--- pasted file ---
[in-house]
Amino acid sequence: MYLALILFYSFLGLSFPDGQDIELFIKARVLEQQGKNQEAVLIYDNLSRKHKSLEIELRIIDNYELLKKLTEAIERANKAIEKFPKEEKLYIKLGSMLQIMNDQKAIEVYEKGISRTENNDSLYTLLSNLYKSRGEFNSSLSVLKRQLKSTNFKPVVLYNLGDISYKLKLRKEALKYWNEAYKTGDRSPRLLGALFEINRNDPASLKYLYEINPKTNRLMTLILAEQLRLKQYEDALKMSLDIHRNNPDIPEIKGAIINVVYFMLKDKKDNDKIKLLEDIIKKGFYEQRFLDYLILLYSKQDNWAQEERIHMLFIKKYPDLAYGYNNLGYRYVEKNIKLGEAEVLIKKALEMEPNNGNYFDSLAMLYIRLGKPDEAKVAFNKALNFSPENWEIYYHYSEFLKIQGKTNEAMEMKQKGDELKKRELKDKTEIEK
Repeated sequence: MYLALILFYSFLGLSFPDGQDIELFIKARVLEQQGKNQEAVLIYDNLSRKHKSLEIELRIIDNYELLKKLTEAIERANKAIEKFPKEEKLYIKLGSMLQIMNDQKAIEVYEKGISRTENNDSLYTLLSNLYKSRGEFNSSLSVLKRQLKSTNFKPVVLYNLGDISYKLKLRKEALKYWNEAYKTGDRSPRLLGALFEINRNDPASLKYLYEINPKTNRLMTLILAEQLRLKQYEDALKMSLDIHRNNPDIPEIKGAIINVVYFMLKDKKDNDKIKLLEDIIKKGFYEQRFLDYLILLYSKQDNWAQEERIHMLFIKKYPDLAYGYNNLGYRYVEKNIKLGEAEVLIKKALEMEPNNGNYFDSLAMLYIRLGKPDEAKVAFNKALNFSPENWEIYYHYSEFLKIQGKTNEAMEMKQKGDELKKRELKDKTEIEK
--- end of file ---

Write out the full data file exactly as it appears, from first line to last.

[in-house]
Amino acid sequence: MYLALILFYSFLGLSFPDGQDIELFIKARVLEQQGKNQEAVLIYDNLSRKHKSLEIELRIIDNYELLKKLTEAIERANKAIEKFPKEEKLYIKLGSMLQIMNDQKAIEVYEKGISRTENNDSLYTLLSNLYKSRGEFNSSLSVLKRQLKSTNFKPVVLYNLGDISYKLKLRKEALKYWNEAYKTGDRSPRLLGALFEINRNDPASLKYLYEINPKTNRLMTLILAEQLRLKQYEDALKMSLDIHRNNPDIPEIKGAIINVVYFMLKDKKDNDKIKLLEDIIKKGFYEQRFLDYLILLYSKQDNWAQEERIHMLFIKKYPDLAYGYNNLGYRYVEKNIKLGEAEVLIKKALEMEPNNGNYFDSLAMLYIRLGKPDEAKVAFNKALNFSPENWEIYYHYSEFLKIQGKTNEAMEMKQKGDELKKRELKDKTEIEK
Repeated sequence: MYLALILFYSFLGLSFPDGQDIELFIKARVLEQQGKNQEAVLIYDNLSRKHKSLEIELRIIDNYELLKKLTEAIERANKAIEKFPKEEKLYIKLGSMLQIMNDQKAIEVYEKGISRTENNDSLYTLLSNLYKSRGEFNSSLSVLKRQLKSTNFKPVVLYNLGDISYKLKLRKEALKYWNEAYKTGDRSPRLLGALFEINRNDPASLKYLYEINPKTNRLMTLILAEQLRLKQYEDALKMSLDIHRNNPDIPEIKGAIINVVYFMLKDKKDNDKIKLLEDIIKKGFYEQRFLDYLILLYSKQDNWAQEERIHMLFIKKYPDLAYGYNNLGYRYVEKNIKLGEAEVLIKKALEMEPNNGNYFDSLAMLYIRLGKPDEAKVAFNKALNFSPENWEIYYHYSEFLKIQGKTNEAMEMKQKGDELKKRELKDKTEIEK